Clothes Dryers Cause 15,000 Fires Annually

More than 15,600 fires occurred in American homes and businesses each year between 2002 and 2004 as a result of clothes dryers, according to a recent U.S. Fire Administration report. Those fires caused 15 civilian fire

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deaths, 300 civilian fire injuries and $88 million in property loss. The report found that in residential buildings, operational deficiency, including "failure to clean," is the leading factor contributing to clothes dryer fires, followed by mechanical malfunction and electrical failure.

Manufacturing Branch Officers & Committee Chairs

Branch Chair Michael Coleman Rockline Industries P: (479) 927-4325 Vice Chair Open Executive Secretary Nicole LaHaye INVISTA P: (409) 882-3717 Branch Liaison/SME Representative Todd Macumber Hub International Midwest Limited P: (312) 279-4735 Membership Chair Rebecca Ginsburg Shell Lubricants P: (713) 241-8317 Awards & Honors Chair Open e-Newsletter Chair Dave Gelpke Canberra Industries Inc. P: (203) 639-2440 Conference/Seminar Chair Dave Evans United Taconite P: (218) 744-7608 Website Liaison Open Body of Knowledge Chair Open Mission-Vision Development Michael Coleman Dave Evans Mentor Christopher Gates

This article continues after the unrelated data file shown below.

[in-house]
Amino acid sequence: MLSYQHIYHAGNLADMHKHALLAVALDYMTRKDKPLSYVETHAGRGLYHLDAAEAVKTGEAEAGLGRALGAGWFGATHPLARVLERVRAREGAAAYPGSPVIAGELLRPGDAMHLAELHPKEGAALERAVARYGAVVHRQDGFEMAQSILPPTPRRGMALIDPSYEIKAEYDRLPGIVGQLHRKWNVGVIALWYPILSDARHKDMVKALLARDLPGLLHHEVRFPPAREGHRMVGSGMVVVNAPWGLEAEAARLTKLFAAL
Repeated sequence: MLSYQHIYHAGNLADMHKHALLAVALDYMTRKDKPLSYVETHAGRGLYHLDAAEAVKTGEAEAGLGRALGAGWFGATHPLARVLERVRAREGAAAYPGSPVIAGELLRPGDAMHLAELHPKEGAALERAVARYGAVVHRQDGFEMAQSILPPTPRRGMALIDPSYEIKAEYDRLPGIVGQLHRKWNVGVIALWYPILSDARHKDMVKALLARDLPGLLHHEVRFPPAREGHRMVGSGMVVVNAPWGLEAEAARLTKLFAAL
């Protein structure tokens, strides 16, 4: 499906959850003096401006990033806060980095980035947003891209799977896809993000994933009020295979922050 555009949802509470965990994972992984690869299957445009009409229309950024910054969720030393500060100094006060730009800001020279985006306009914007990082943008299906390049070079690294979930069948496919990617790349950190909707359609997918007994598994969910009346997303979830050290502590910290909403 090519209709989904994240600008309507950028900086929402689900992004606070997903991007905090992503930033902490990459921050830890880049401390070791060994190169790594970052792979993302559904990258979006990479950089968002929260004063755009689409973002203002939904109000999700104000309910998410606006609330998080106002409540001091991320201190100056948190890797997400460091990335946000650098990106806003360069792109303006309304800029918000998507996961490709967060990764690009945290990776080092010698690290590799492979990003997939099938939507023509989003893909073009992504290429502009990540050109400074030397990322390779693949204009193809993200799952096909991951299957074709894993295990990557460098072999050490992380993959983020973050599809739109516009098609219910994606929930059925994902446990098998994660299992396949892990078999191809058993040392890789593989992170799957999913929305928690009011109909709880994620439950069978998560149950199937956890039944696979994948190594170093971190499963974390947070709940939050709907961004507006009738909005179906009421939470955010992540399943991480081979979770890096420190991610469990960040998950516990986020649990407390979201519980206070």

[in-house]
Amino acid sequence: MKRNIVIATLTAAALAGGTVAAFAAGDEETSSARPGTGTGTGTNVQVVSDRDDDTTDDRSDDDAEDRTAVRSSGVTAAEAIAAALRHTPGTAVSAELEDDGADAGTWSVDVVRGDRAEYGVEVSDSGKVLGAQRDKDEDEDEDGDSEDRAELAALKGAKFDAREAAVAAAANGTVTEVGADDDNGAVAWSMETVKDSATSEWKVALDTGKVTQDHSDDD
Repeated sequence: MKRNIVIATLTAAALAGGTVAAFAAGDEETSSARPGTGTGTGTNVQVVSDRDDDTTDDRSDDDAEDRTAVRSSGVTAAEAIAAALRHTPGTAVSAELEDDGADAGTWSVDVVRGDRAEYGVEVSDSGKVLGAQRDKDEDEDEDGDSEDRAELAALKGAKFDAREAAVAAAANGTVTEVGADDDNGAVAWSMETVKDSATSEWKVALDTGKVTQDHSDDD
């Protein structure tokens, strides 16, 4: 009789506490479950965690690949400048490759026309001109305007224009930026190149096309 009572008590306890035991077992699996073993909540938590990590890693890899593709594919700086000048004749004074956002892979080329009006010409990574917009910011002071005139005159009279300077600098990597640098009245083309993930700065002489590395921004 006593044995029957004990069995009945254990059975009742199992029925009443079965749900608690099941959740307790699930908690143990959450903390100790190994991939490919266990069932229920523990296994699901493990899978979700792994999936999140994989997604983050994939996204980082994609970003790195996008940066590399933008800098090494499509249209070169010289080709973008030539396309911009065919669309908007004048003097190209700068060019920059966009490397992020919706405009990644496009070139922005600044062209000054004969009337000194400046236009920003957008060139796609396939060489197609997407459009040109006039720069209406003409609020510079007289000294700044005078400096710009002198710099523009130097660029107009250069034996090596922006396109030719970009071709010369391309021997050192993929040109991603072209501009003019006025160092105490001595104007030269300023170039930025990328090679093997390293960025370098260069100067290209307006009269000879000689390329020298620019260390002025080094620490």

Manufacturing Branch Welcomes New Executive Secretary

The Manufacturing Branch welcomes Nicole LaHaye, MPH, CSP as its new Executive Secretary. LaHaye has served ASSE in many roles and will be an asset to the Branch as it moves forward to become a Practice Specialty.

Disclaimer

The ASSE Manufacturing Branch is not responsible for the accuracy of information posted in the newsletter or in e-mail postings if that information has been received from outside sources nor do we, as the Branch, endorse or sponsor the activities/events that are posted via this medium, except where noted. We attempt to provide information relevant to the safety profession for our members as a Branch activity and service. Additionally, the Manufacturing Branch e-mail address list and printed roster are considered protected information for national ASSE or Branch use only.

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What: Arkansas Governor's Safety & Health Management Conference When: April 25-26, 2007 Where: John Q. Hammons Center, Embassy Suites, Rogers, AR This two-day event will feature cutting-edge keynote speakers, breakouts and vendor shows. A preconference golf tournament and a post-conference ASP preparatory class will also be included. (ASSE, ABIH, Nurse and EMT CEUs applied/pending) To register, visit http://arkansas.asse.org.

The Manufacturing Branch looks forward to seeing you at ASSE's Professional Development Conference in Orlando, FL this June! For more information or to register, visit: http://www.asse.org/education/pdc/

Corporate Sponsors

Co-Sponsors

Arkansas Chapter

April 2007